It does not care that much if we know its name, picture, or eloquence. It did not believe that it was material for media. It did not prepare for cameras and did not put smiling paste on its face.

Neither does it want that, nor we.

Hence, Gaza is bad business for merchants and hence it is an incomparable moral treasure for Arabs.

What is beautiful about Gaza is that our voices do not reach it. Nothing distracts it; nothing takes its fist away from the enemy’s face. Not the forms of the Palestinian state we will establish whether on the eastern side of the moon, or the western side of Mars when it is explored. Gaza is devoted to rejection… hunger and rejection, thirst and rejection, displacement and rejection, torture and rejection, siege and rejection, death and rejection.

Enemies might triumph over Gaza (the storming sea might triumph over an island… they might chop down all its trees).

They might break its bones.

They might implant tanks on the insides of its children and women. They might throw it into the sea, sand, or blood.

But it will not repeat lies and say “Yes” to invaders.

It will continue to explode.

It is neither death, nor suicide. It is Gaza’s way of declaring that it deserves to live. It will continue to explode.

It is neither death, nor suicide. It is Gaza’s way of declaring that it deserves to live.

[Poem translated by Sinan Antoon From Hayrat al-`A’id (The Returnee’s Perplexity), Riyad al-Rayyis, 2007]

Thanks to Mondoweiss.


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Gaza: what next?

According to mainstream media, the terms of a ‘cease-fire’ are currently in negotiation between the elected government of Gaza and the elected government of Israel.

In a tweet posted August 5, a spokesman for the Israeli military wrote: “Mission accomplished.”

Gaza in ruins“Mission accomplished”

What the latest Israeli mission accomplished:

  • 1,938 Palestinians killed, 1,626 of them civilians, including 460 children and 246 women
  • 7,920 wounded, mostly civilians, including 2,111 children and 1,415 women;
  • 800 houses destroyed and thousands of others severely damaged
  • Many thousands of Palestinian civilians forcibly displaced
  • The impact of Israel’s intentional destruction of health and education facilities, and water, sewage and electric infrastructure is beyond imagining.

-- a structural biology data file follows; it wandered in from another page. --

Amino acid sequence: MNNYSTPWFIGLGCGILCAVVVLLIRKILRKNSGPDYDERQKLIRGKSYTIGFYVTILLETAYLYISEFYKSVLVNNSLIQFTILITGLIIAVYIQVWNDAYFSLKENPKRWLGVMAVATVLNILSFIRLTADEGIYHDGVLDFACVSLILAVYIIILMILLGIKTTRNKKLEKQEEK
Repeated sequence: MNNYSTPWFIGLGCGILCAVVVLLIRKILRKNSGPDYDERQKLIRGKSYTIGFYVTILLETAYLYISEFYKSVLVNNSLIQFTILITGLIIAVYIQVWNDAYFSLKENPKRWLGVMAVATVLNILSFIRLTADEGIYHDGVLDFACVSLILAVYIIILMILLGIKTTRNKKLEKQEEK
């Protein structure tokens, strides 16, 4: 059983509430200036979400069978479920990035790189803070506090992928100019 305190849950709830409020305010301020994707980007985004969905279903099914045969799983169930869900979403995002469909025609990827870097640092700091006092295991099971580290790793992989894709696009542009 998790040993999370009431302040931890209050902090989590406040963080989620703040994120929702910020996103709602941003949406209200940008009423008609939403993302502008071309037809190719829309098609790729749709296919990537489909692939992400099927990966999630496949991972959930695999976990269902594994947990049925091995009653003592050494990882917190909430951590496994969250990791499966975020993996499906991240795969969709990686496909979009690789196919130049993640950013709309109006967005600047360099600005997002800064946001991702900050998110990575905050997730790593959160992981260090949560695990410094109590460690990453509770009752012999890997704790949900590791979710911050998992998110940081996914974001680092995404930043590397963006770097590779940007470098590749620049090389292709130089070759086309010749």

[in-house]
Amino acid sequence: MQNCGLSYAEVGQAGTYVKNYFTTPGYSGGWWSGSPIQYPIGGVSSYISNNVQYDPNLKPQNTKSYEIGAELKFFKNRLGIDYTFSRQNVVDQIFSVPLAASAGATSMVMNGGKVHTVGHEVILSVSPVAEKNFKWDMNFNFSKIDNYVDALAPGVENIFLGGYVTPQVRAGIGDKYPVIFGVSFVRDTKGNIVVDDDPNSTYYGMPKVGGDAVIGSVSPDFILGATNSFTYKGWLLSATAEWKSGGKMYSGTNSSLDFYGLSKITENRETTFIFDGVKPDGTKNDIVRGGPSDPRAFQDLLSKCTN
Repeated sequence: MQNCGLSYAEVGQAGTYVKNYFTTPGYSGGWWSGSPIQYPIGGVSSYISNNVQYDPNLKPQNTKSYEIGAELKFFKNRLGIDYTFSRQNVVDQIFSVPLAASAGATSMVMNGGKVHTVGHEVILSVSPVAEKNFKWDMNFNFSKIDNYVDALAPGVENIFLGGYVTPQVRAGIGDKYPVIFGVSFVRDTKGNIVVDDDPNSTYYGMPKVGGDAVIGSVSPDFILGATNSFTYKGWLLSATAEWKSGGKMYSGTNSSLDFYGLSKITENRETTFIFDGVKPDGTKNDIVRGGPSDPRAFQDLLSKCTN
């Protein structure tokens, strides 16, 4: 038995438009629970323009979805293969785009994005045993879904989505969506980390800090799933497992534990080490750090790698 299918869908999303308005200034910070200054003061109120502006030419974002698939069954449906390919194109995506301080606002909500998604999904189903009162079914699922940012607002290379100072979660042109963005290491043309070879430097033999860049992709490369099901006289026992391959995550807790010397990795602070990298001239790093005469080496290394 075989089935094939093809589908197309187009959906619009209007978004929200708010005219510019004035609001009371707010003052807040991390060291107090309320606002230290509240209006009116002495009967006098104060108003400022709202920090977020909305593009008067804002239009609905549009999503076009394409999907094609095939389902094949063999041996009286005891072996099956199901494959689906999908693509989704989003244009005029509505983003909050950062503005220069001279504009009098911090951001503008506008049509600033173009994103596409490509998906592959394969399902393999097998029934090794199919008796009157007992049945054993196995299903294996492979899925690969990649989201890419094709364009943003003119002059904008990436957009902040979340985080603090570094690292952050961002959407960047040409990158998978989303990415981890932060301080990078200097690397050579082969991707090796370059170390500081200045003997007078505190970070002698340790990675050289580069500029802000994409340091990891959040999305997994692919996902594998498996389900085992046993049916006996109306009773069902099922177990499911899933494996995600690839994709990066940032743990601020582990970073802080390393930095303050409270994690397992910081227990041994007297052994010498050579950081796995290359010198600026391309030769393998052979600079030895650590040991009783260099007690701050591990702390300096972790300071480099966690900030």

August 5, the same day Israel declared “Mission accomplished,” US President Obama signed a $225 million cheque, approved by Congress, to resupply Israel with missiles.

What next?

In a searing cry for elemental justice, Raji Sourani, director of the Palestinian Centre for Human Rights, writes from inside the “cage” that is Gaza: “A ceasefire is not enough.  It will not end the suffering.  It will only move us from the horror of death by bombardment to the horror of death by slow strangulation.  We cannot go back to being prisoners in a cage that Israel rattles when it chooses with brutal destructive offensives.”

Please read his eloquent call to the world, and give it wings by passing it on.  It’s the least we can do.


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“Crimes against humanity”

United Nations Secretary-General Ban Ki-moon is notoriously fearful of scolding Israel, even as it commits overt war crimes.  But he was sufficiently shocked by Israel’s August 3 bombing of a UN-run school in Gaza (the 6th attack by Israel on a Gaza school) to call it a “moral outrage and a criminal act”.  He confirmed that Israel had been “repeatedly informed of the location of these sites.”  UN schools are designated safe areas for people fleeing Israeli attacks.  An estimated 10 people died in the latest school bombing.

Calling the attack a “gross violation of international humanitarian law,” the UN Secretary General demanded that those responsible be held to account.  More detail here.

International legal authority Michael Ratner puts these charges in a longer perspective. President Emeritus of the Center for Constitutional Rights, based in New York, and Chair of the European Center for Constitutional and Human Rights, based in Berlin, he explained in a July 27 interview:

“These killings are part of a broader set of inhuman acts by Israel constituting international crimes, carried out by Israel over many years, going back to at least 1947 and 1948.  They include crimes that aren’t talked about that much in the media or the press, the crimes of genocide, crimes against humanity, and apartheid.  These crimes can be prosecuted in the International Criminal Court.”  The interview is here.

All attempts to prosecute Israel for war crimes have been blocked for decades, primarily by the United States, to ensure that Israel enjoys the same blanket impunity from international law that the US assumes for itself.

After Israel’s 2014 invasion of Gaza, the same could happen again.  And again.

Or not.


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STOP IT!